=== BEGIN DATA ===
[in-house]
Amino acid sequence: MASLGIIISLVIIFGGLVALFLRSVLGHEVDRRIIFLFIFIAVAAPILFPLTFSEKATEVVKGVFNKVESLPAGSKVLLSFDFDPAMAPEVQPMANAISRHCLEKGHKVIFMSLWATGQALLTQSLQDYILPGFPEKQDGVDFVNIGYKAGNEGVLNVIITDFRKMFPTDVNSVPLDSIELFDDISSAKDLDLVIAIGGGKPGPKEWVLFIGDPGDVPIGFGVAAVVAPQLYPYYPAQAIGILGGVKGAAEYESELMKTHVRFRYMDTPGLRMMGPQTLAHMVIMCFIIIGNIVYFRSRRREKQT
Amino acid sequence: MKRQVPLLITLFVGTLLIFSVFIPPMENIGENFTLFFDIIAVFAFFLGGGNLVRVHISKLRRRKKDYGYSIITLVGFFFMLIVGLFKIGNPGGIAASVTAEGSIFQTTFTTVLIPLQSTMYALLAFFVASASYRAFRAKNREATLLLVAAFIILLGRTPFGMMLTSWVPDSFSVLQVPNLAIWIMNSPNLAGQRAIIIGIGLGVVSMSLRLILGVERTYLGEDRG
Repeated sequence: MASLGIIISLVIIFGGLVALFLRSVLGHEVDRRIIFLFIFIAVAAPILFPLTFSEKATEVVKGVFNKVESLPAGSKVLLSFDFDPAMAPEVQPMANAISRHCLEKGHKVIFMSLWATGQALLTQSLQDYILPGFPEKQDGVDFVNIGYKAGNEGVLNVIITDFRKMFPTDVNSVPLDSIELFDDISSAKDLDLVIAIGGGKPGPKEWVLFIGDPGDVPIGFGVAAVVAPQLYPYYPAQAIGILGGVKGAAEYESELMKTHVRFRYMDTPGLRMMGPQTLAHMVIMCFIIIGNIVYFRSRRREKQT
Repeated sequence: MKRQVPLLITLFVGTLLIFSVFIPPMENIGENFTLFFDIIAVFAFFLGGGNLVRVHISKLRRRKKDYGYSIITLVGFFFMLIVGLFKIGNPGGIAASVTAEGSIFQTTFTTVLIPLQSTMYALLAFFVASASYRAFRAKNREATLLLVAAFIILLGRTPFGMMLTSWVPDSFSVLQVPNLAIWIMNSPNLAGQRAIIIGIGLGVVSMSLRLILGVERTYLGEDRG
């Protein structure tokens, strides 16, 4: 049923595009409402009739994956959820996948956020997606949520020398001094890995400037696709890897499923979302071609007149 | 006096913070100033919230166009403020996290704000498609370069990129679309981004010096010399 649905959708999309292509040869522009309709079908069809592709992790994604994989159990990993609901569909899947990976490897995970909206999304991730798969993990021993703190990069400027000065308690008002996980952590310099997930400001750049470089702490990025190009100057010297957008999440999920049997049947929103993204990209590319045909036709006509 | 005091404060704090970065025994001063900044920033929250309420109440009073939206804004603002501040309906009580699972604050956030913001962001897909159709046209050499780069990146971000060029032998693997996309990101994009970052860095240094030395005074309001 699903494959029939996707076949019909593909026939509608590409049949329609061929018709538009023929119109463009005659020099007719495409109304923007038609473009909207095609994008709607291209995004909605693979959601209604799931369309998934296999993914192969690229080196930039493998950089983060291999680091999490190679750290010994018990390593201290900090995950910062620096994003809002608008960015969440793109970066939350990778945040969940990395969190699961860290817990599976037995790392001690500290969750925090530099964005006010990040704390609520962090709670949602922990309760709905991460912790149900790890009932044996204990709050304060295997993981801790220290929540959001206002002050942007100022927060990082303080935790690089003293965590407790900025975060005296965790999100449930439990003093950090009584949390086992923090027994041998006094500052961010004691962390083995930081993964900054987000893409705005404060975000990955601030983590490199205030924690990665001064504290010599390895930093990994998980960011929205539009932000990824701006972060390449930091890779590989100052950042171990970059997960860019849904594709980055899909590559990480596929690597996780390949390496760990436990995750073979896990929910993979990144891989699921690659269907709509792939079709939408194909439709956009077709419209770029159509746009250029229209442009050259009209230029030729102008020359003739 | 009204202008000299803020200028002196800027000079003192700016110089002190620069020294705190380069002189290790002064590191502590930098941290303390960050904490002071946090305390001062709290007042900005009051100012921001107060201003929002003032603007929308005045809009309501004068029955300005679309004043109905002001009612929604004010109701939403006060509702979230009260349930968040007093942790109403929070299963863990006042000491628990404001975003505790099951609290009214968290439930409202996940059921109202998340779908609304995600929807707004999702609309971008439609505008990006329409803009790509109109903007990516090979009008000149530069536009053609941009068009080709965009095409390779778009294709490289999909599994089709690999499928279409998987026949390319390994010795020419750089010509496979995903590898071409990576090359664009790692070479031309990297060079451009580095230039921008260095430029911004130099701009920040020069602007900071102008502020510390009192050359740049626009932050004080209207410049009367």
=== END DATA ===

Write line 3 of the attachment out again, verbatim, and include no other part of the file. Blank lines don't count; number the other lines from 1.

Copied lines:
Amino acid sequence: MKRQVPLLITLFVGTLLIFSVFIPPMENIGENFTLFFDIIAVFAFFLGGGNLVRVHISKLRRRKKDYGYSIITLVGFFFMLIVGLFKIGNPGGIAASVTAEGSIFQTTFTTVLIPLQSTMYALLAFFVASASYRAFRAKNREATLLLVAAFIILLGRTPFGMMLTSWVPDSFSVLQVPNLAIWIMNSPNLAGQRAIIIGIGLGVVSMSLRLILGVERTYLGEDRG